In a scathing press release, published about a month ago, the Environmental Support Group (ESG), a Bangalore based NGO, has slammed the decision of the Karnataka State Biodiversity Board to not prosecute Monsanto’s Indian subsidiary, Mahyco for alleged bio-piracy of a certain variety of brinjal which was used to create the genetically modified and hugely controversial Bt-Brinjal. Image from here.
ESG had alleged, last year, that Mahyco and its collaborators had accessed the genetic material without the requisite permissions under the Biological Diversity Act, 2002. After a vociferous public campaign against Mahyco and its collaborators, the Karnataka State Bio-Diversity Board (KSBD) had investigated the matter and reported the matter to the National Biological Authority (NBA) for further action. The NBA had subsequently decided to initiate prosecution against Mahyco and the others. All these documents are available on the ESG’s website over here and we too have blogged about it over here on the basis of the documents released by ESG.
The latest development, which has been the target of ESG’s rage, is a decision by the KSBD, that the NBA was the only authority with the power to launch a prosecution in the present case. The minutes of this decision can be accessed over here. The KSBD has thus washed its hands off the matter.
In its scathing press release ESG has termed the KSBD’s decision as ‘shocking’, ‘controversial’, ‘illegal’, and an ‘absolute abandonment of the obligatory functions to prosecute violators of the Biodiversity Act’. The press release further alleges that “There is little doubt that this controversial resolution was passed to unhook Monsanto and its collaborators from bio-piracy charges”. ESG’s press release appears to have had the necessary effect on the media who have covered the story extensively. DNA, Hindu and Tehelka have all carried stories on ESG’s allegations.
I’m honestly surprised at the sheer rhetoric of ESG’s allegations for two reasons.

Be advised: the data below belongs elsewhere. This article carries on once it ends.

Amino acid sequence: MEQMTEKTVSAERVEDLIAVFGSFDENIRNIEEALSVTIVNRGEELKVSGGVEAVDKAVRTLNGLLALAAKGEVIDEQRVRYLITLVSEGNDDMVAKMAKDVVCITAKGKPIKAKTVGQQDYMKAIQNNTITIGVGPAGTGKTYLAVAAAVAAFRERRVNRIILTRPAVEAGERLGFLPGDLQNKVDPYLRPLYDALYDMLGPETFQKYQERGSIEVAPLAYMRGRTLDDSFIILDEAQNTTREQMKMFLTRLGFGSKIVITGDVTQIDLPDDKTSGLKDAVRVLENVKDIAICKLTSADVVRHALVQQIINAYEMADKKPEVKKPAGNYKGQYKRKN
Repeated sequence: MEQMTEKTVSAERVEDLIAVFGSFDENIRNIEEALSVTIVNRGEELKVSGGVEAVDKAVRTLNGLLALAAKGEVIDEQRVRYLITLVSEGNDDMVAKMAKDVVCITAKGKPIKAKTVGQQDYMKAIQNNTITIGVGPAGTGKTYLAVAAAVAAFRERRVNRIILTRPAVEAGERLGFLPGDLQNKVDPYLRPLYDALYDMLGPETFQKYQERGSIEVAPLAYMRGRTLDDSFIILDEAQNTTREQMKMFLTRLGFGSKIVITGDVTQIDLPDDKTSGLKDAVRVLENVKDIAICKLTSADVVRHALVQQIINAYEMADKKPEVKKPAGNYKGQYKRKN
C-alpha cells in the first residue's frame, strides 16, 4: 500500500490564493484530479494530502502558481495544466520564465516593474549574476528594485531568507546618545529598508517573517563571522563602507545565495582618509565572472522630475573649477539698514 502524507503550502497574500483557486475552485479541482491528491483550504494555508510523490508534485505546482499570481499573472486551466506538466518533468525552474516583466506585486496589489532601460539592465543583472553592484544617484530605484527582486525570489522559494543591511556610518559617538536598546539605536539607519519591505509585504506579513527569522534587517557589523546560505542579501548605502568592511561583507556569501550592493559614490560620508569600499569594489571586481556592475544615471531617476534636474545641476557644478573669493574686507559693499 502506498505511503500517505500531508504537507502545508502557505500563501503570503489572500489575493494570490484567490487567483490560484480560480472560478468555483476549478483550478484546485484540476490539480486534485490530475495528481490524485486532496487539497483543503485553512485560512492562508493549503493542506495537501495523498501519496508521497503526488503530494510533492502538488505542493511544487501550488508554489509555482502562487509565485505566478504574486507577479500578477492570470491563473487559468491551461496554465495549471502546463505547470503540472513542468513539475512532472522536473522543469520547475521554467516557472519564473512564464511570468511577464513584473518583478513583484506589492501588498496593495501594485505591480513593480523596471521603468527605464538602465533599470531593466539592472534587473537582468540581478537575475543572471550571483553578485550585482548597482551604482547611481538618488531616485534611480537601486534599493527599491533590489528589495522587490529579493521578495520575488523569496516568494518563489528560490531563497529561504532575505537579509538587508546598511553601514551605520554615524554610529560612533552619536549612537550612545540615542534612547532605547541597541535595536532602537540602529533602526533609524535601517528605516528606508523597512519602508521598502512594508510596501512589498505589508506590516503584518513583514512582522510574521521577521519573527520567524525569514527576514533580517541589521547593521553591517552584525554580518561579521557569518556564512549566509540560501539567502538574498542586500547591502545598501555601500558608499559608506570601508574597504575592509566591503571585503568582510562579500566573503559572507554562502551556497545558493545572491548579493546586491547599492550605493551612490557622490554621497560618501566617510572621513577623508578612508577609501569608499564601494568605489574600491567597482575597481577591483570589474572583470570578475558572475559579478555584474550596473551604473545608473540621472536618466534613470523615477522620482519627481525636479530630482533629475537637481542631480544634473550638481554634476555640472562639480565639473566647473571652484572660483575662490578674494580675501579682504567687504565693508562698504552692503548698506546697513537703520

The first reason: It is not even clear whether Mahyco and its collaborators can be prosecuted for bio-piracy. As discussed in my previous post over here, this entire collaborative project initiated by Mahyco has taken place with the blessings of the Central Government under the ‘Knowledge Initiative on Agriculture’ (KIA). It would be extremely difficult to prove that Mahyco has indulged in bio-piracy when the Department of Biotechnology, Ministry of Science and Technology, Government of India has itself assented to the project. Launching a criminal prosecution is serious business and these allegations have to be proved beyond reasonable doubt.
The second reason: The target of ESG’s present attack is the following decision taken by the KSBD:
“The subject was deliberated and it was clarified that the subject comes under the purview of the National Biodiversity Authority. Therefore, it was resolved that it is for the National Biodiversity Authority to take necessary action at their end against institutions/companies regarding alleged violations of provisions under Biodiversity Act 2002.” Legally speaking there does not seem to be anything wrong with the above decision of the KSBD. As per S. 61 of the Act, a Court can take cognizance of offences under the Biodiversity Act only with the permission of the Central Government or any authority or officer authorized in this behalf by the Central Government. Clearly the KSBD is a state body and it is only the NBA which can approach the Central Government for the appropriate permissions to prosecute the alleged pirates. Further, if it is ESG’s case that Mahyco should be penalized for violating Sections 3, 4 or 6 of the Act then even in that case it is only the NBA which can launch prosecutions and not the KSBD. The most damning evidence however are the minutes of a NBA meeting where it was decided that the NBA would proceed with the prosecution against Mahyco. In pertinent part, the NBA had stated "it was decided that the NBA may proceed legally against M/s. Mahyco/ M/s Monsanto, and all others concerned to take the issue to its logical conclusion."
The KSBD is hardly at fault over here and I’m not sure why it is being targeted in such an unfair manner.